Submitted to: Symposium Proceedings
Publication Type: Proceedings
Publication Acceptance Date: August 15, 2008
Publication Date: October 1, 2009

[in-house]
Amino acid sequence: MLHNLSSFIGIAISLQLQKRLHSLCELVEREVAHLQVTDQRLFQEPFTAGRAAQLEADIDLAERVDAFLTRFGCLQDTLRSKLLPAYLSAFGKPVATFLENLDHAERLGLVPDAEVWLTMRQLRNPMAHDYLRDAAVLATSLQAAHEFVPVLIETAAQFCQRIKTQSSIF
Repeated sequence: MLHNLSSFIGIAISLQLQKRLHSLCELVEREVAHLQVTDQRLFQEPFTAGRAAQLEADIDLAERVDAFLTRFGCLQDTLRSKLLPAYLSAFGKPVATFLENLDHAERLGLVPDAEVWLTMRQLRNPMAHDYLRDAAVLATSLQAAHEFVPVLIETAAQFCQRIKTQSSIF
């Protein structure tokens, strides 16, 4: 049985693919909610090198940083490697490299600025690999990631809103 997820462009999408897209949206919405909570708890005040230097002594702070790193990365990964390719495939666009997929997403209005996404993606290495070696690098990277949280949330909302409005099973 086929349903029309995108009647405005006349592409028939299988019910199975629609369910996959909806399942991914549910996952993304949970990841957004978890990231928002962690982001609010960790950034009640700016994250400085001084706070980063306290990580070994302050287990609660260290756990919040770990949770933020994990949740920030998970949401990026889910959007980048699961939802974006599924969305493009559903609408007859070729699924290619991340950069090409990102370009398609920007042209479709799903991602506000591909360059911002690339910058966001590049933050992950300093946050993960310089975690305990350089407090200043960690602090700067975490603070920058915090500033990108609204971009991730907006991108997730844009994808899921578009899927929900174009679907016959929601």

Citation: Jia, Y. 2009. Understanding the molecular mechanisms of rice blast resistance using rice mutants. Shu, Q.Y., editor, Induced Plant Mutations in the Genomics Era. Food and Agriculture Organization of the United Nations, Rome. p. 375-378. Technical Abstract: Induced mutation can be useful for studying resistance gene controlled plant immunity. Resulting knowledge should benefit the development of strategies for crop protection. The Pi-ta gene in rice has been effectively deployed for preventing rice blast disease-the most devastating disease of rice worldwide. Pi-ta was introgressed into diverse cultivars in the US and Japan from landrace indica varieties, Tetep and Taducan, respectively. Pi-ta was predicted to be a cytoplasmic receptor that directly binds to the elicitor produced by the pathogen avirulence gene AVR-Pita for initiating resistance [1, 2]. Alanine located at position 918 of the Pi-ta protein in the region predicted to be involved in ligand binding has been shown to determine the binding specificity. Here I report the identification of a second gene, Ptr(t), required by Pi-ta for resistance. Katy, a tropical japonica cultivar from the US, expressing resistance condtioned by Pi-ta and Pi-ks to the common races of M. oryzae, IB1, IB45, IB49, IB54, IC17, IH1, IE1, and IG1 was treated with fast neutrons. Five susceptible M2 mutants were identified by screening seedlings derived from 10,000 M1 plants. Among them a stable mutant M2354 was found susceptible to IB1, IB45, IB49, IC17, IH1, IE1, and IG1 conditioned by Pi-ta and resistant to IB54 conditioned by Pi-ks. The DNA sequences of the Pi-ta gene in M2354 was found unchanged based on PCR-sequencing. Expression of Pi-ta in M2354 was also found identical to that of the mother parent examined by qRT-PCR and real time RT-PCR. Thus, mutations in M2354 likely occurred at a new locus specific to Pi-ta-mediated resistance. Genetic analysis and genotyping the Pi-taptr(t), Pi-taPtr(t), pi-taptr(t) homozygotes revealed that Pi-ta and Ptr(t) co-segregate and are located within a 9 megabase genomic region on chromosome 12 . These findings provide a starting point to isolate Ptr(t) and dissect the Pi-ta mediated signaling pathways leading to resistance.